About two weeks ago, our hosting company migrated the site to a new server and all hell broke loose. The genie's PHP engine suddenly stopped working. A kind user alerted me to the problem, so I took the program down and began debugging. I'm sure the culprit is a single piece of badly written code but I haven't had enough free time to go through several thousand lines of it. Besides fixing the PHP problem, the page design and HTML also need an overhaul since I've done practically no maintenance for more than a year now.
So, when will The Gender Genie be back? I can't make a firm commitment, but I think it will be near the beginning of March. I have a week of vacation coming up and plan to spend it in front of the computer.
I received the following e-mail a while back:
While I was amused that your gender genie got my sex wrong 100% of the time, I feel it is unnecessary for the 'was I right' box to comment 'that is one butch chick.'
I am a happily married mother of two, with no 'butch' features other than a tendancy to use the word 'the' more often than your algorithim thinks I should. I suggest you should consider whether it is your gender definitions which are wrong, and not me.
Handing out personal insults to people who are helping your research is neither funny nor clever. Plus, the phrase 'one butch chick' suggests that you have unresolved gender issues of your own, and therefore your theories may be tainted at source.
Since it is not BookBlog's intent to offend anyone, we would like to publicly apologize to you, sir, for any distress The Gender Genie
may have caused. The Gender Genie is designed to entertain and amuse. To imply that such a masculine individual could possibly a "chick" is degrading, demoralizing, and disgusting. We declare, proudly and enthusiastically, that your testicles are truly the size of cantaloupes. In addition, we share your disappointment in our conscious decision to choose the moment you inputted your text to personally insult you rather than serve up one of the many random canned insults we use to offend everyone else.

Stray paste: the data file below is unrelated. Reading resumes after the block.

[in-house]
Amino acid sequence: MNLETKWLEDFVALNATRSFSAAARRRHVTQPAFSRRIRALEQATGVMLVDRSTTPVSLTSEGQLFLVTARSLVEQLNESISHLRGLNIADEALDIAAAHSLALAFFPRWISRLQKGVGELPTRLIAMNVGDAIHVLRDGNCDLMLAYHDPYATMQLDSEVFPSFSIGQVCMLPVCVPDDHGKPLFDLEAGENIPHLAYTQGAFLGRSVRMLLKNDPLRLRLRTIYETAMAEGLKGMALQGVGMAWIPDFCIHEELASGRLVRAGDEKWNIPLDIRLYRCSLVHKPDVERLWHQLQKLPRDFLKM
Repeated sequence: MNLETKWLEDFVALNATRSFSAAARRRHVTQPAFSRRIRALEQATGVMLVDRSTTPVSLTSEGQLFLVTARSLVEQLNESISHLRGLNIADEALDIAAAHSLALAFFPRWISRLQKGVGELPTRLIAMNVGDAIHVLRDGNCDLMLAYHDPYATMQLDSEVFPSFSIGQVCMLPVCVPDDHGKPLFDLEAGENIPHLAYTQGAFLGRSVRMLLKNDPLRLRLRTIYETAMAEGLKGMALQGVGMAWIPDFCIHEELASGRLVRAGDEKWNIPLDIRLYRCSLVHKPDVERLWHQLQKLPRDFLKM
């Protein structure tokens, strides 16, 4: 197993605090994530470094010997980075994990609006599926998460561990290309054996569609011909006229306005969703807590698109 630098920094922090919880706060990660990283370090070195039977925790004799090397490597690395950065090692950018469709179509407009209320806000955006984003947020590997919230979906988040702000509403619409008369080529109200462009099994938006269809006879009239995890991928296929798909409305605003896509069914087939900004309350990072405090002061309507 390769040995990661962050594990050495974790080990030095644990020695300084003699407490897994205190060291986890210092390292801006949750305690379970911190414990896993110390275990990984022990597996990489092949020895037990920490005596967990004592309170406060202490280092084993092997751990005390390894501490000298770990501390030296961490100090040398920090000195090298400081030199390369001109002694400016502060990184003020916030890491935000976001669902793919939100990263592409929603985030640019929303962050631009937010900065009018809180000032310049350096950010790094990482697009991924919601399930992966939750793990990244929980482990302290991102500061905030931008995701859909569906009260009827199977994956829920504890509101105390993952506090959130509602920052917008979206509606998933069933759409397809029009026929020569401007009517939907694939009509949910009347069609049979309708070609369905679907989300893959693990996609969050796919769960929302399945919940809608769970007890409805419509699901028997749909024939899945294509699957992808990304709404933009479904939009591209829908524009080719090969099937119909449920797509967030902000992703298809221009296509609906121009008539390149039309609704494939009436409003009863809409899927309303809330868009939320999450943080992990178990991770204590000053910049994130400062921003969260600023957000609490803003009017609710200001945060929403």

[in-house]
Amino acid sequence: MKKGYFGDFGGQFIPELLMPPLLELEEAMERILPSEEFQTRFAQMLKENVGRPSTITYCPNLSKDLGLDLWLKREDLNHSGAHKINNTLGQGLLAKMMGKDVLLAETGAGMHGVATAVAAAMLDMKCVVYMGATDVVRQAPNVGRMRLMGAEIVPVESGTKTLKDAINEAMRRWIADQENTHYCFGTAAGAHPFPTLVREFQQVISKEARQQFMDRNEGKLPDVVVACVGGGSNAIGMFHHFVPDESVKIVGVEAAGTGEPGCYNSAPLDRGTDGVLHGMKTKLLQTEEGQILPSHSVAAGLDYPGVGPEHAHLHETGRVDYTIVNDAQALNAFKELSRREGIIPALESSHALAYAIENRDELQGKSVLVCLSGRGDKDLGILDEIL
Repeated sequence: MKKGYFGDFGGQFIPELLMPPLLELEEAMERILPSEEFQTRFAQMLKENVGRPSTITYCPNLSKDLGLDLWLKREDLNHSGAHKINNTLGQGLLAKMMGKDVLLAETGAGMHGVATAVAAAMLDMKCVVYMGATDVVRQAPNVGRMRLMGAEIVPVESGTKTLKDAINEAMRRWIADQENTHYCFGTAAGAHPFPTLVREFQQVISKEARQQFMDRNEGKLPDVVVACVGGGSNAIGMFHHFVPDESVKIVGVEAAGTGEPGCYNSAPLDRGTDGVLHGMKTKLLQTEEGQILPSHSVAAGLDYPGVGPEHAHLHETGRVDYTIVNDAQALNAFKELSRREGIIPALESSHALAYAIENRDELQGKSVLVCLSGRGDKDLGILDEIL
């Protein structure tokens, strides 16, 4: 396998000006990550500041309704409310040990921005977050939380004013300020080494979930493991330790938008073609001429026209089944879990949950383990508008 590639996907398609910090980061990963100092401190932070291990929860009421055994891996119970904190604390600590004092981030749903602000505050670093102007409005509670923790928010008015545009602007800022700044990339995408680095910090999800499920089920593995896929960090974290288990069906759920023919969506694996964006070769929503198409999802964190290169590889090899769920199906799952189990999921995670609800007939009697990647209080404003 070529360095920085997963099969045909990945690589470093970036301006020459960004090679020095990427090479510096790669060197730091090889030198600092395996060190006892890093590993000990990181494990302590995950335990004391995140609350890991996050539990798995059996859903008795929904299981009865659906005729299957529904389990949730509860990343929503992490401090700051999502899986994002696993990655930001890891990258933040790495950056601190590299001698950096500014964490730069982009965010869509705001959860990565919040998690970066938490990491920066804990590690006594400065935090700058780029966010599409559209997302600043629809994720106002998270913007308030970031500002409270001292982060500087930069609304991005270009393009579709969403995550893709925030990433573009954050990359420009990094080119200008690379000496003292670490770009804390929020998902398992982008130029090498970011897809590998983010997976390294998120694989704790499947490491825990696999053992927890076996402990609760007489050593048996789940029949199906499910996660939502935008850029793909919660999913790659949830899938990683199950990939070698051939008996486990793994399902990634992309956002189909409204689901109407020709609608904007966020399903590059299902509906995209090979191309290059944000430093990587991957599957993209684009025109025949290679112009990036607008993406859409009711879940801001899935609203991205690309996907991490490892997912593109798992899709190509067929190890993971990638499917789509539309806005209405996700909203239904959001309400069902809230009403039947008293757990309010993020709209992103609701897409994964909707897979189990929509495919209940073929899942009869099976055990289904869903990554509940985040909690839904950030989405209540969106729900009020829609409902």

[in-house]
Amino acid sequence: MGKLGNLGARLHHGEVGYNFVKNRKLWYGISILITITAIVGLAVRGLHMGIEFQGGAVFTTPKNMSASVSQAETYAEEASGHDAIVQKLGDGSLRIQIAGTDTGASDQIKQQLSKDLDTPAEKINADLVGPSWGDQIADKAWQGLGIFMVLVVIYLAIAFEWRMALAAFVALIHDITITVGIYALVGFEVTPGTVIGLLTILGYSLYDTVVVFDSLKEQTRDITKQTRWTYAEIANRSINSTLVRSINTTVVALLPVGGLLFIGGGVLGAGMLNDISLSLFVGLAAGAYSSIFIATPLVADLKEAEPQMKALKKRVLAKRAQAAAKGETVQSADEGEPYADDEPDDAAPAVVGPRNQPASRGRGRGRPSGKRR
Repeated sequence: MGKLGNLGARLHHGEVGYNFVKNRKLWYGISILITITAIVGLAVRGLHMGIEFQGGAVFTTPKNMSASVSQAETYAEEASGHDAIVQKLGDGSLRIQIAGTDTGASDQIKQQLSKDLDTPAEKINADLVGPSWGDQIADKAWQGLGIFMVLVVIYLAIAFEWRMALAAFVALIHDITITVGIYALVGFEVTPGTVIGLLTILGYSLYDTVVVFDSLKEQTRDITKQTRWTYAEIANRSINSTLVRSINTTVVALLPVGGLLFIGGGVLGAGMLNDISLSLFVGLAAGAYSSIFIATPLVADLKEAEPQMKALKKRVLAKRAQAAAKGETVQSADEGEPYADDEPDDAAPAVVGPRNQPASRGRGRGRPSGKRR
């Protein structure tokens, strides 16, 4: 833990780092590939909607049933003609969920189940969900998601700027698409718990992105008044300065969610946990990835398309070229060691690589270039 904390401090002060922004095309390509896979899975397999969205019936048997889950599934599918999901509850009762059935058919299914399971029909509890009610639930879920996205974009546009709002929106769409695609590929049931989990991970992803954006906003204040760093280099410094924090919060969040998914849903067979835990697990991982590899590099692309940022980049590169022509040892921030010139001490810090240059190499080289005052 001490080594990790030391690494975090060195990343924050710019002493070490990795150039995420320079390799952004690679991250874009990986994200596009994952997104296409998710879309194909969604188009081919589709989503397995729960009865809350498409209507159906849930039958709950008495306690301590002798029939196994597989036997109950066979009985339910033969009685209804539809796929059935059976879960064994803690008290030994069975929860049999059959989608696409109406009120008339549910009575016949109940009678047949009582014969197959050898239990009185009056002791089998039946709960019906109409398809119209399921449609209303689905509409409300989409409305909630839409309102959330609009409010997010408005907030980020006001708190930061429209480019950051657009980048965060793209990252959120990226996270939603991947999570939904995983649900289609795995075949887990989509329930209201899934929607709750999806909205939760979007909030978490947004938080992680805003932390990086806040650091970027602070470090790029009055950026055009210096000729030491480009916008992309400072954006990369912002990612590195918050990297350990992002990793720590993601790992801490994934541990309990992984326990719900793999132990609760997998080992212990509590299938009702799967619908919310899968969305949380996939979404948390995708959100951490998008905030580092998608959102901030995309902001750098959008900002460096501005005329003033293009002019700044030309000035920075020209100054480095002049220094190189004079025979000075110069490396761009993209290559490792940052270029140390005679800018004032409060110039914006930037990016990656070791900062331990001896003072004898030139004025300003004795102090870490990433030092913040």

We sincerely regret upsetting men everywhere and should be flogged in a public square with a razor-tipped whip soaked in lemon juice as passersby throw rotting cabbages. However, we do take some comfort in knowing we were able to amuse you by being 100% wrong. You may rest assured, my man. We will probably be wrong many, many more times in the future, so prepare yourself for the raucous hilarity and please accept our humblest apologies.
[Yeah, yeah. Not only did our silly game upset this humorless happily married mother of two, but I posted her e-mail and ridiculed it. I am evil. Bite me.]
The Gender Genie Thinks Belle de Jour Is a Man, Baby
Those wacky folks at The Guardian mentioned The Gender Genie again:
Graham Thomson: The Gender Genie thinks your blog was written by a male. Was it?
Belle: It was not. Incidentally, the Gender Genie also thinks Orbyn was written by a male - her photo gallery would indicate not - and Wherever You Are is female - I am reliably informed otherwise.
I might have to add a new category to go along with "fiction," "non-fiction," and "blog" submissions: "London call girl bloggers who write tell-all exposés yet still manage to keep their anonimity, which, let's face it, is probably much more interesting than the actual content of the book."
(Is it me or does Belle de Jour seem wrong? I'm thinking Belle du Jour sounds better. Or maybe I'm just in the mood for soup.)
Just when we thought interest in our Gender Genie was about to die out, Alexander Chancellor of The Guardian wrote a column about it:
Given the Gender Genie's hopeless record in identifying the sex of the Guardian's women columnists, it is tempting to write it off as a piece of rubbish. But it's not quite possible to do that, for its guesses have proven accurate in 72% of cases, which may be less than the 80% claimed, but is quite impressive all the same.